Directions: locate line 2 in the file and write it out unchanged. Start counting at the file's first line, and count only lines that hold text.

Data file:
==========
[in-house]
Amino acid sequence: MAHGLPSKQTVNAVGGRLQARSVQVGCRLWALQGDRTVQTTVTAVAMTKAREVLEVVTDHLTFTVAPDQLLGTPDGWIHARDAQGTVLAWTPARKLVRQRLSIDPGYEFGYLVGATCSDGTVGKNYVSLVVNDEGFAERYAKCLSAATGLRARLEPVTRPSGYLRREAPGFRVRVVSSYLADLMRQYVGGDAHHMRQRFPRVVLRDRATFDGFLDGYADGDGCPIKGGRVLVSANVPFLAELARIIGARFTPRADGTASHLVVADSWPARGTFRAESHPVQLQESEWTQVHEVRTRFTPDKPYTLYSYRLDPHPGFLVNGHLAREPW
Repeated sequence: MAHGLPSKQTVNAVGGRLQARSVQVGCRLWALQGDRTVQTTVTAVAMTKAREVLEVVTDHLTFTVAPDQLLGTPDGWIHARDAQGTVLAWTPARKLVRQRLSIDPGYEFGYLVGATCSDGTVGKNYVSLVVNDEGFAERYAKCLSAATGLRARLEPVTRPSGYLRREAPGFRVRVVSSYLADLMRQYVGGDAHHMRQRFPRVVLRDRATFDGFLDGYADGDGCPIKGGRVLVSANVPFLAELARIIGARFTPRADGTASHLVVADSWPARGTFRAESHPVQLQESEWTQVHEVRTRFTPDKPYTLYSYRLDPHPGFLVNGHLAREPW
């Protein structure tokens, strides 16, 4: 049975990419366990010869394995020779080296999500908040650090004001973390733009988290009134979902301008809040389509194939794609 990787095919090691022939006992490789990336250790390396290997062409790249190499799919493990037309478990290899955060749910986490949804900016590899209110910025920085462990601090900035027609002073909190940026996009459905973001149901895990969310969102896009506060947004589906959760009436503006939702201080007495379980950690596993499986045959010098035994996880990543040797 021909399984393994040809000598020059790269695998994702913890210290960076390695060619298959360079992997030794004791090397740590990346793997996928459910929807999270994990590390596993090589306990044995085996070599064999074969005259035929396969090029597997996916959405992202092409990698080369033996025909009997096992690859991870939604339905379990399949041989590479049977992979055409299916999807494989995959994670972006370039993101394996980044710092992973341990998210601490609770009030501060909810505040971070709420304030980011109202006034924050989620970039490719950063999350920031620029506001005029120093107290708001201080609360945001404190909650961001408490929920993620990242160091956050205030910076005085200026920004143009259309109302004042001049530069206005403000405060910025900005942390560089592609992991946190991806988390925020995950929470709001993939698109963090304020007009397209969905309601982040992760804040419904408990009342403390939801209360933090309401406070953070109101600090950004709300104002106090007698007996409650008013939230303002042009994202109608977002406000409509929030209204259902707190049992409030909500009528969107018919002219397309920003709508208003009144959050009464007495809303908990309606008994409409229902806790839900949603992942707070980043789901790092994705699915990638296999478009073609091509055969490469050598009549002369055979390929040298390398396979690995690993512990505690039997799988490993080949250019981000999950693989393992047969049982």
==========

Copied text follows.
Amino acid sequence: MAHGLPSKQTVNAVGGRLQARSVQVGCRLWALQGDRTVQTTVTAVAMTKAREVLEVVTDHLTFTVAPDQLLGTPDGWIHARDAQGTVLAWTPARKLVRQRLSIDPGYEFGYLVGATCSDGTVGKNYVSLVVNDEGFAERYAKCLSAATGLRARLEPVTRPSGYLRREAPGFRVRVVSSYLADLMRQYVGGDAHHMRQRFPRVVLRDRATFDGFLDGYADGDGCPIKGGRVLVSANVPFLAELARIIGARFTPRADGTASHLVVADSWPARGTFRAESHPVQLQESEWTQVHEVRTRFTPDKPYTLYSYRLDPHPGFLVNGHLAREPW